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U20 European Championship (Division A): the Wings

August 16th, 2008 · No Comments

After the Guards, the next step will be the coverage of the most outstanding forwards of the tournament.

Mladen Jeremic (1m95  – Small Forward – 1988 – Serbia)

Jeremic was probably the best pure shooter of the whole tournament, only being matched in this category by Martynas Gecevicius from Lithuania. But Jeremic had a different role in his team where he was not the first scoring option. First of all, Jeremic was mostly the guy that had the special defensive roles of his team in order to stop the opposing scoring guards.

On the offensive end, most of his scores came from his perfect three point shots. His picture perfect shooting mechanics helped to him to score either in catch-and-shot fashion or even coming of his own dribble.

Marko Keselj (2m09 – Forward – 1988 – Serbia)

Keselj was the man of the Final. He had the plays that gave Serbia the decisive lead in the game. After his nice season in Germany, he developed now his full potential and should be ready for the higher level from next season on. Keselj is a super long forward with excellent basketball fundamentals and correct athleticism. He showed this with 2 great dunks in the Final game.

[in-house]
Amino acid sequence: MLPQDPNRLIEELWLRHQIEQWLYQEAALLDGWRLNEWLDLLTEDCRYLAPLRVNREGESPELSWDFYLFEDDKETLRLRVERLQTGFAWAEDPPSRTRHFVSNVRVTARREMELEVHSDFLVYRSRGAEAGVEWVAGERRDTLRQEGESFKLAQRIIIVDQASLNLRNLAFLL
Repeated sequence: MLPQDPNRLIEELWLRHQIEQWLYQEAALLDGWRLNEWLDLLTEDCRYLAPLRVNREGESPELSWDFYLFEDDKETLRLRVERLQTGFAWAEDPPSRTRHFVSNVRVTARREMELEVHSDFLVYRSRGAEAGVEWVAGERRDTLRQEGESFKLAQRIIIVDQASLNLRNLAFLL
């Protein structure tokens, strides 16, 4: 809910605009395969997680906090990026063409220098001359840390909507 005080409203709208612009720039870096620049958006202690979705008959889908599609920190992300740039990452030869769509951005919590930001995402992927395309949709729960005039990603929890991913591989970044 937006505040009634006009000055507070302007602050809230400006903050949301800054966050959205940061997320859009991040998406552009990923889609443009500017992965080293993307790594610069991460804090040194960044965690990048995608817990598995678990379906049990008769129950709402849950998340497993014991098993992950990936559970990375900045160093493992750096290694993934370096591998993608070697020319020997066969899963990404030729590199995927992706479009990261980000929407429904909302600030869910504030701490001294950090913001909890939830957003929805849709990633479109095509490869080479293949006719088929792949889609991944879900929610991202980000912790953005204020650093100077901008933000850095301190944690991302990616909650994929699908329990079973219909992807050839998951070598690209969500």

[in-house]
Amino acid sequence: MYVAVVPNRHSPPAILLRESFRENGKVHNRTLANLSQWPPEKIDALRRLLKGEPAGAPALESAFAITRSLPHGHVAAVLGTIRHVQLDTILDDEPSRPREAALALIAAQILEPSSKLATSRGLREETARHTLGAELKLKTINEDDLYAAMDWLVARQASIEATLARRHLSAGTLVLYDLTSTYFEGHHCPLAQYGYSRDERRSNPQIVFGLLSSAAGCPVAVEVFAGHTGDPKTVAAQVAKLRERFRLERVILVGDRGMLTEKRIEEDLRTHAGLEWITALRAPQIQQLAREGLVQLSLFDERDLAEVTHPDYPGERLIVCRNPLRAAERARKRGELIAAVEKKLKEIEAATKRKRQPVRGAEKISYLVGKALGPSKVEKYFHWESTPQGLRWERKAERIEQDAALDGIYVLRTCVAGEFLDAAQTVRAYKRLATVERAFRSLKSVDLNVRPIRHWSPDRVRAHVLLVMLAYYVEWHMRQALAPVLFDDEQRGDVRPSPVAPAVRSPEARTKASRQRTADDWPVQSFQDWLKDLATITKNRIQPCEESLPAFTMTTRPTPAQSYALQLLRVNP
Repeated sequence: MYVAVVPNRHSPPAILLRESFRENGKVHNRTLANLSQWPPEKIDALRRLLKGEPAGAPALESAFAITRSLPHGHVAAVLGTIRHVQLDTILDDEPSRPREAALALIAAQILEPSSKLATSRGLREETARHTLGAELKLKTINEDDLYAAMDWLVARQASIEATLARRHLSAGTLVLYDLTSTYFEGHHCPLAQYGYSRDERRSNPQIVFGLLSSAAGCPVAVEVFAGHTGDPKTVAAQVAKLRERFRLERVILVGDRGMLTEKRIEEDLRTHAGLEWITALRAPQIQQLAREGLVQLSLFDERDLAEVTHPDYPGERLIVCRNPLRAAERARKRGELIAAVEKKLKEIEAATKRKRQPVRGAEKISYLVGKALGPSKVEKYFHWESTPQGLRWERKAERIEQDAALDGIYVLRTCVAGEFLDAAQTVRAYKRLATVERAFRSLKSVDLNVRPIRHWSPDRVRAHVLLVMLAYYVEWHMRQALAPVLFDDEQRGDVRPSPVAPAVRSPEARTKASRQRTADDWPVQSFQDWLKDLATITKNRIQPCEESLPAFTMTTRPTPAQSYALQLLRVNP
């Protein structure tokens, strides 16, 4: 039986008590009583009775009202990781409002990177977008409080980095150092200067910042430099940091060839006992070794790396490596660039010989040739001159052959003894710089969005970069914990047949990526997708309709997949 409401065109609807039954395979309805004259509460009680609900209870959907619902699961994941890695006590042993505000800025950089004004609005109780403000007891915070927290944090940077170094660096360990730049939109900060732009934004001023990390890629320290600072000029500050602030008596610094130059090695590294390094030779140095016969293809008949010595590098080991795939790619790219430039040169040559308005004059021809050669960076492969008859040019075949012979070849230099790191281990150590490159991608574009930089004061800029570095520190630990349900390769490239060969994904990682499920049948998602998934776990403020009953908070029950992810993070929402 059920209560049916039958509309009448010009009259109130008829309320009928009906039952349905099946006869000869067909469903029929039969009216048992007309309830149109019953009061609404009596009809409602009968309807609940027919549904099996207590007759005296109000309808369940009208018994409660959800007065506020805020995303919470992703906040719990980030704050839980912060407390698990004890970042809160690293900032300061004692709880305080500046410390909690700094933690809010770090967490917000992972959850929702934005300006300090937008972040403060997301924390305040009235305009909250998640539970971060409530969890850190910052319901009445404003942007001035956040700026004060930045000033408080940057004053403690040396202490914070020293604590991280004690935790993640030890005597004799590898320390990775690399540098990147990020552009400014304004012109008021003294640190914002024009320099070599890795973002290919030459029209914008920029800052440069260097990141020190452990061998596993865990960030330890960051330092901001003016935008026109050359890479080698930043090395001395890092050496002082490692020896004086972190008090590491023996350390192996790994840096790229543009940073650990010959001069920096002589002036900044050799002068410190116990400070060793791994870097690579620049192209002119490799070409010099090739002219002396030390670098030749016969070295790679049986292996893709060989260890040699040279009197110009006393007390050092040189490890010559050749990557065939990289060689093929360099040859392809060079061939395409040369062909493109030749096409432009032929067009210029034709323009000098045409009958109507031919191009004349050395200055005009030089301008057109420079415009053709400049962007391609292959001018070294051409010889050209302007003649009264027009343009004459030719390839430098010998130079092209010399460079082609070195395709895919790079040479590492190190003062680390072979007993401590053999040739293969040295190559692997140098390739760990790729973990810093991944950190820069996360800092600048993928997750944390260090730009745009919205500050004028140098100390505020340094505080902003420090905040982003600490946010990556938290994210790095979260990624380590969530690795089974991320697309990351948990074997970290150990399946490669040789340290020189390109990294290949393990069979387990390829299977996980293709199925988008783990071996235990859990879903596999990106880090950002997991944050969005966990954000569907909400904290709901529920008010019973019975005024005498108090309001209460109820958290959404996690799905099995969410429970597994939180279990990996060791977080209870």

Despite he big size, he looks very coordinated and under control. He does also the little stuff which you normally don’t see but gives your team a small advantage like the hustle steal or taking a charge. He was clearly the main option for Serbia when the inside game did not work and with his nice shooting he could open up the court for the inside guys to do their job. For me, he was the MVP of the Final.

Lukas Brazdauskis (2m05 – Forward – 1988 – Lithuania)

Lukas Brazdauskis was one of the interesting surprises for me during the tournament. The Lithuanian forward, that plays a lot in the shadow of super talent Donatas Motiejunas was the key player for the Silver Medal run of Lithuania. With his strong defense on Victor Claver in the semis and his all-around game, he fills up the stat sheet without doing special things and highlight plays.

He has a good presence in the rebound where he tries to go for every ball while he can also muscle on bigger opponents defending them in the low post. Offensively, he showed a nice variety in his game coming of with some good drives but also with long range three pointers. Shots which he takes in a perfect position and is not unstable due to approaching defenders. He may lack a bit of physical presence to play already a role on the top senior level though.

Victor Claver (2m08 – Forward – 1988 – Spain)

The athletic wing from Spain was not really the go-to-guy you could hope him to be. After a preparation with the senior team, Claver only joined the U20 team a few days before the European Championship and so his non-integration in the plays if not a surprise. However, you could await a bit more from a player that has already impact minutes in the ACB. At the end, he goes home with a deserved Bronze medal but a non-deserved All-Tournament team spot.